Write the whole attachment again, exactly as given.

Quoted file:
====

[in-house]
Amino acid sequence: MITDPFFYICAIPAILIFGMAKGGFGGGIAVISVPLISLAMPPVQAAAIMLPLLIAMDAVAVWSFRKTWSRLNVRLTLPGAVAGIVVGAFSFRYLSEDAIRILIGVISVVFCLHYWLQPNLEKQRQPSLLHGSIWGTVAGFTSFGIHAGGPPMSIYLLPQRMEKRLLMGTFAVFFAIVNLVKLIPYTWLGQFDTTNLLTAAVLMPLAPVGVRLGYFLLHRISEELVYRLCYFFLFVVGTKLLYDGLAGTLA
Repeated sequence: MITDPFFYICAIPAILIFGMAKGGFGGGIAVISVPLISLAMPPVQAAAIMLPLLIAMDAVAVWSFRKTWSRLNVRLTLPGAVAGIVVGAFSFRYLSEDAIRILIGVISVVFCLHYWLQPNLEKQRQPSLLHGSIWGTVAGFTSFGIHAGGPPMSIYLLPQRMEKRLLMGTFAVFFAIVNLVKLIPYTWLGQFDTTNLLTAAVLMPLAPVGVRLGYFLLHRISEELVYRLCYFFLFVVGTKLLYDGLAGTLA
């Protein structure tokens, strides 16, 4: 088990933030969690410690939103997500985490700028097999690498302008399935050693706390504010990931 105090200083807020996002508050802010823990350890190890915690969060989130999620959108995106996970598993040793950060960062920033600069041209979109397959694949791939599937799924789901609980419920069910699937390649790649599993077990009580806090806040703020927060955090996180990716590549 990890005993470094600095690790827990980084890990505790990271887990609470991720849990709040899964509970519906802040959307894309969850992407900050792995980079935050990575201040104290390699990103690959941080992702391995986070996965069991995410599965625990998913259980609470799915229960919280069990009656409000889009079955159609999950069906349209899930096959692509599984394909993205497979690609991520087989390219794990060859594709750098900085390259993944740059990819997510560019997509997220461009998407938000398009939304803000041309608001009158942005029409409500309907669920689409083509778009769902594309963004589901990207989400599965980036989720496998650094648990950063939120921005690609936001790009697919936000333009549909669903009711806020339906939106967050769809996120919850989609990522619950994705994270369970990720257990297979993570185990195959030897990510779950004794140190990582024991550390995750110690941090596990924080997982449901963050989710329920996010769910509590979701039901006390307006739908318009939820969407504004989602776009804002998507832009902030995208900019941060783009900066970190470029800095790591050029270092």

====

[in-house]
Amino acid sequence: MITDPFFYICAIPAILIFGMAKGGFGGGIAVISVPLISLAMPPVQAAAIMLPLLIAMDAVAVWSFRKTWSRLNVRLTLPGAVAGIVVGAFSFRYLSEDAIRILIGVISVVFCLHYWLQPNLEKQRQPSLLHGSIWGTVAGFTSFGIHAGGPPMSIYLLPQRMEKRLLMGTFAVFFAIVNLVKLIPYTWLGQFDTTNLLTAAVLMPLAPVGVRLGYFLLHRISEELVYRLCYFFLFVVGTKLLYDGLAGTLA
Repeated sequence: MITDPFFYICAIPAILIFGMAKGGFGGGIAVISVPLISLAMPPVQAAAIMLPLLIAMDAVAVWSFRKTWSRLNVRLTLPGAVAGIVVGAFSFRYLSEDAIRILIGVISVVFCLHYWLQPNLEKQRQPSLLHGSIWGTVAGFTSFGIHAGGPPMSIYLLPQRMEKRLLMGTFAVFFAIVNLVKLIPYTWLGQFDTTNLLTAAVLMPLAPVGVRLGYFLLHRISEELVYRLCYFFLFVVGTKLLYDGLAGTLA
């Protein structure tokens, strides 16, 4: 088990933030969690410690939103997500985490700028097999690498302008399935050693706390504010990931 105090200083807020996002508050802010823990350890190890915690969060989130999620959108995106996970598993040793950060960062920033600069041209979109397959694949791939599937799924789901609980419920069910699937390649790649599993077990009580806090806040703020927060955090996180990716590549 990890005993470094600095690790827990980084890990505790990271887990609470991720849990709040899964509970519906802040959307894309969850992407900050792995980079935050990575201040104290390699990103690959941080992702391995986070996965069991995410599965625990998913259980609470799915229960919280069990009656409000889009079955159609999950069906349209899930096959692509599984394909993205497979690609991520087989390219794990060859594709750098900085390259993944740059990819997510560019997509997220461009998407938000398009939304803000041309608001009158942005029409409500309907669920689409083509778009769902594309963004589901990207989400599965980036989720496998650094648990950063939120921005690609936001790009697919936000333009549909669903009711806020339906939106967050769809996120919850989609990522619950994705994270369970990720257990297979993570185990195959030897990510779950004794140190990582024991550390995750110690941090596990924080997982449901963050989710329920996010769910509590979701039901006390307006739908318009939820969407504004989602776009804002998507832009902030995208900019941060783009900066970190470029800095790591050029270092």